Weights and Measures, Interest, Gifts to the Poor, and Bugs: A Grab-Bag of Egypt-Related Mitzvot
As we near the end of our time together, we will take up the mitzvot least connected to Egypt where the Torah nonetheless links them. We’ll start with financial ones.
Weights of Judgment, Judgment of Weights
Vayikra 19;35 warns against perverting justice in weights and measures, to have accurate scales, and reminds us that it is Hashem commanding this, Who took us out of Egypt. The smaller problem is that the Torah had warned us about perverting justice,using much the same phrasing, eighteen verses earlier. Rashi articulates the implication, that the Torah repeats the terminology to make clear that weighing or measuring accurately, in a private transaction, is akin to judging a court case properly.
Judges are punished for failing at their job, we would be were we to fail at our job. Just as Sifra Kedoshim 2;4 tells us that perversions of justice cause social catastrophes—defile the Land, sacrilege the Name, banish the Divine Presence, lead to losses in war and to exile—improper weights and measures do, too. Rashi adds that those who cheat with measurements, like corrupt judges, make themselves disgusting and an abomination, cut off from closeness with Hashem.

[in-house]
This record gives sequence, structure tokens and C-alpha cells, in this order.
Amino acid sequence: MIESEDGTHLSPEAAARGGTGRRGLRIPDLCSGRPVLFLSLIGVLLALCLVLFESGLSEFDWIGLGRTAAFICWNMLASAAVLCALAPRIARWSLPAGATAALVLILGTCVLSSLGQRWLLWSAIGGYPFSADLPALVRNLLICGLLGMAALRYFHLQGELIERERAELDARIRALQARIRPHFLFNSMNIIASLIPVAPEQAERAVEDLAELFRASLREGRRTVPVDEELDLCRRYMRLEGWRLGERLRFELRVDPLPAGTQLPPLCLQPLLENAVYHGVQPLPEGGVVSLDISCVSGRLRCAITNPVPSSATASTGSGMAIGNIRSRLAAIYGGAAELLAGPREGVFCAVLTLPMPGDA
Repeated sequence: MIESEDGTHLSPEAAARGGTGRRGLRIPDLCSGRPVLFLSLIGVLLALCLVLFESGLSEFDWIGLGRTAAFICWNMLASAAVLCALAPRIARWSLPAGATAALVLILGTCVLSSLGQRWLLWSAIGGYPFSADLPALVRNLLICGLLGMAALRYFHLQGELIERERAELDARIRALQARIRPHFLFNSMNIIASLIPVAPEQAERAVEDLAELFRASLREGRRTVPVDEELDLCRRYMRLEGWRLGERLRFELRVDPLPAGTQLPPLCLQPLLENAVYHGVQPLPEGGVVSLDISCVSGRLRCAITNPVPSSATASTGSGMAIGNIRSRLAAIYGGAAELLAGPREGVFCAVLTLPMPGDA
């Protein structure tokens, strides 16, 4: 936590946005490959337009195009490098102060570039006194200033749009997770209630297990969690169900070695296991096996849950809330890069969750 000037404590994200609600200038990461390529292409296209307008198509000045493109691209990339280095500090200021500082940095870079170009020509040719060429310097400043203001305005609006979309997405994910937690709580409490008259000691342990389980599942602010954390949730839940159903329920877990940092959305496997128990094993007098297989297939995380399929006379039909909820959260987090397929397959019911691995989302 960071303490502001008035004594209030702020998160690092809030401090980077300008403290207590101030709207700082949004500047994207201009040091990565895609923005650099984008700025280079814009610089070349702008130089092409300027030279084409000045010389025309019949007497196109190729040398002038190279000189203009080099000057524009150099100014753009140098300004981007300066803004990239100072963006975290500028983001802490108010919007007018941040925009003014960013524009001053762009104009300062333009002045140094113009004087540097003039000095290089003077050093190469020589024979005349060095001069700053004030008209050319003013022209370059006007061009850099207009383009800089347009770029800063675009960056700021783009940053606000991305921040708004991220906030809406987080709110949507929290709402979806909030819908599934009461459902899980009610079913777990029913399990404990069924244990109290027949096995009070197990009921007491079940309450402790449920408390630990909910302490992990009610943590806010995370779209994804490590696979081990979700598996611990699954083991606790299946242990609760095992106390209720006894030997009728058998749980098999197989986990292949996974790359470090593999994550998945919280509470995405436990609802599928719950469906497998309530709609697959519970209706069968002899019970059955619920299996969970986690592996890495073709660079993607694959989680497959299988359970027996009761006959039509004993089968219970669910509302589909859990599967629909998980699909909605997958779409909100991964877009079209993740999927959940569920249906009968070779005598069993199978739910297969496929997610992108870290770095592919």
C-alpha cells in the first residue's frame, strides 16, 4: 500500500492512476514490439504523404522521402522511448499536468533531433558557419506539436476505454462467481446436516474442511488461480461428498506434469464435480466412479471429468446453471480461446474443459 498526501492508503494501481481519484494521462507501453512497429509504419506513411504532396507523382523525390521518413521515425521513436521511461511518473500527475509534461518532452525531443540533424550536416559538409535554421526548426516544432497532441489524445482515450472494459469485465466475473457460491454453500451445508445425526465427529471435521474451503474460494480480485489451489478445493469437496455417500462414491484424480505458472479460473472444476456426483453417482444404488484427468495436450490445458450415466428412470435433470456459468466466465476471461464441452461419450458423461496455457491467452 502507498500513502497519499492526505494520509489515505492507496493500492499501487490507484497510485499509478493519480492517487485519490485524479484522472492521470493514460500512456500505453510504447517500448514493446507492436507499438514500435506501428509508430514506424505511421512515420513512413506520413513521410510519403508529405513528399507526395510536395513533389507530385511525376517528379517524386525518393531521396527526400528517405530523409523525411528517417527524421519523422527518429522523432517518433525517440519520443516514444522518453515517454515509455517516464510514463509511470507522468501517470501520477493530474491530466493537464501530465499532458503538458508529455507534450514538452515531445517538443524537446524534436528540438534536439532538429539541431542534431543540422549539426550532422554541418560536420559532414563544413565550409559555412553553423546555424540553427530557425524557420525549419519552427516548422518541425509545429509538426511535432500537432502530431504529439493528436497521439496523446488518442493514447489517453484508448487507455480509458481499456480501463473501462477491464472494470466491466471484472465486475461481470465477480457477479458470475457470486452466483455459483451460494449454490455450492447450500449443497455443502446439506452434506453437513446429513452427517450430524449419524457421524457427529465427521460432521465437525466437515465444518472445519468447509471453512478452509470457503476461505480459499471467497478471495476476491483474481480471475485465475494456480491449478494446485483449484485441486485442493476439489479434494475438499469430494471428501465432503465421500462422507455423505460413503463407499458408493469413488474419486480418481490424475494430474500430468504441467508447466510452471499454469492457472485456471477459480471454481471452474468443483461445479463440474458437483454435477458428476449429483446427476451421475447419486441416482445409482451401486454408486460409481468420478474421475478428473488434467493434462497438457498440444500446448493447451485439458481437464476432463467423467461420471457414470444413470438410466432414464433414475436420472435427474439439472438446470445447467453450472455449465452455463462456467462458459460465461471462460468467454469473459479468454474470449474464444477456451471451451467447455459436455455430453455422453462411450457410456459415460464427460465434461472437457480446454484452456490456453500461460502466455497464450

All that stands on its own, and all societies have laws about keeping accurate weights and measures. Why connect it to the Exodus?
Ya’akov Tzvi Mecklenburg in HaKetavve-ha-Kabbalah points out that we can make the mistake of thinking that we follow rational obligations because of their underlying rationale. For Jews, that would be worshipping our rationality instead of Hashem. To emphasize that Hashem’s command must be the bottom line of all observance, Hashem mentions the Exodus.
Rashi captures much of that with three words, על מנת כן, on this condition. Hashem took us out of Egypt and thus obligated us to observe each commandment. Weights and measures is almost a coincidental example; each time we keep the Torah, regardless of whether the Torah expressly related it to Egypt, we fulfill an agreement we made in Egypt. Weights and measures is one occasion the Torah paused to remind us of that.
A More Specific Link
Rashi also references Baba Metzia 61b, where Rava asks why the Torah mentions Egypt specifically regarding tzitzit, bugs, interest (both of which we’ll see), and weights and measures? Rava’s answer, each time, is a variant of the idea that Hashem Who differentiated the first-born from not (Egyptian women’s promiscuity made it unknowable to people) would differentiate those who think they can hide their transgressions of these commandments.